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Catching The Torch: Josh Brook toying with opponents in the WHL, Cayden Primeau still seeking top form

Stats, highlights, and updates on the Montreal Canadiens prospects from the past week.

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Each week we take an in-depth look at young members of the organization while providing an overview of Habs prospects playing at the junior (OHL, WHL), collegiate (NCAA) level.

Josh Brook’s best play last year was an assist. He skated from the blue line and misdirected three defenders with a spin-o-rama move and multiple fakes before finding one of his forwards in the slot with a precise pass. Hard to top that. But, the Habs’ second-round pick did something even more impressive this week. It was against the porous defence of the Tri-City Americans, but the sheer confidence needed to attempt such a ridiculous move still made the display memorable.

On the sequence, Brook made his way through the neutral zone and passed to a teammate to get his team across the offensive blue-line. The puck found his stick again as he skated deeper in the opposing team’s end; he cut to the net, brought the puck back in between his legs, and put it top shelf past the goalie.

We saw Ryan Poehling do something similar last year with the St. Cloud Huskies, but there is a distinction there. Poehling is a forward. Josh Brook is a defenceman. An offensively inclined one, yes, but still a player that is supposed to be at his best distributing the puck and breaking opponents plays.

It’s clear Brook as developed his offence even more going into this fourth year with the Moose Jaw Warriors. Even his first assist was great — a banked stretch pass to create a 2-on-1 early in the game.

He has 19 points in 14 games now. That puts him third in scoring on the team and second only to Ty Smith in points per game in the WHL for defencemen.

What was expected out of Brook this season was consistency. He has delivered as of yet and is starting to show signs that he has outgrown the junior league.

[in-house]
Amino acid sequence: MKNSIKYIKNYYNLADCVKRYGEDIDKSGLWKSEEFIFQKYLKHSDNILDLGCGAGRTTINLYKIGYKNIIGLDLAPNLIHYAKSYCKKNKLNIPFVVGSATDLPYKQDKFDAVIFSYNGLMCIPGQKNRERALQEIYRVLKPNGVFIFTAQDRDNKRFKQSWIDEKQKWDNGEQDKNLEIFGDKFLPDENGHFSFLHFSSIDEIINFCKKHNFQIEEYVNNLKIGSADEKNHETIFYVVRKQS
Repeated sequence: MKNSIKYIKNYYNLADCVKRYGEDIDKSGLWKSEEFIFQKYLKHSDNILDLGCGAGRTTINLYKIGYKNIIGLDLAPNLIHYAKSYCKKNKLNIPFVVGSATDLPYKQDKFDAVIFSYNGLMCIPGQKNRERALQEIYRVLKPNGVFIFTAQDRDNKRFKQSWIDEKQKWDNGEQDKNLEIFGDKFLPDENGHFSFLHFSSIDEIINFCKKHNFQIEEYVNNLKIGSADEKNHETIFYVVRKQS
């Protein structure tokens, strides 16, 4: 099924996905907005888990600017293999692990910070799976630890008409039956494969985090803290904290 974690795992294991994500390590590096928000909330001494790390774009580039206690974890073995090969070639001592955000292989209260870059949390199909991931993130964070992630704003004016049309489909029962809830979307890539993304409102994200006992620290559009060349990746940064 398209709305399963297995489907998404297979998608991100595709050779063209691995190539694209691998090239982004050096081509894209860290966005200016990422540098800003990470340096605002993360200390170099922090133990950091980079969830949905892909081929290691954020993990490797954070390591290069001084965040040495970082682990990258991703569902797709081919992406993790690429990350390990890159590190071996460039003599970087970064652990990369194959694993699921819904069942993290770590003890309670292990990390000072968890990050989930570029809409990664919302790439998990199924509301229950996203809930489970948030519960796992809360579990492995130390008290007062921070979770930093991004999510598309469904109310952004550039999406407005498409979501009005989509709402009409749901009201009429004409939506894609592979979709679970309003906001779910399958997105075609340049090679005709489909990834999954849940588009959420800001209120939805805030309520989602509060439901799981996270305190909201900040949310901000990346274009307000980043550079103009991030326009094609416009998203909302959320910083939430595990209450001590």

Cayden Primeau, G, Northeastern Huskies

Cayden Primeau’s numbers last season were the best for a U19 Hockey East goalie in the last ten years. He did extraordinary things as a freshman: stealing the starter’s spot, running with it, and carrying the Northeastern’s hockey to a first Beanpot tournament victory in 30 years.

The tournament, regrouping the four best NCAA hockey programs of the Boston area, was where Primeau made his biggest impression. Stopping great chances after great chances and finishing with a shutout against Boston College to take the Trophy.

Highlights like this one, and his 2017-18 season as a whole, put him on the USA U20 team radar for the World Junior that’s happening in less than two months. It also changed how the goalie was perceived. He might have been drafted in the seventh round but, in the span of a few months, Primeau had become one of the top prospects of the Montreal Canadiens.

As it often happens with net-minders, however, performance fluctuates as the team in front of them changes. The Northeastern Huskies lost their two top players in Dylan Sikura and Adam Gaudette — the Hobey Baker recipient — and their defence became younger with some veteran presence leaving for professional leagues. They had an influx of talent with players like Jordan Harris, but it could take time for the Huskies to become the same predictable defensive machine with a solid Primeau at it’s core.

The Habs’ goalie had some solid starts in the beginning of the season. It valued him to be named defensive player of the week in Hockey East twice, a title he also won a few more times last season.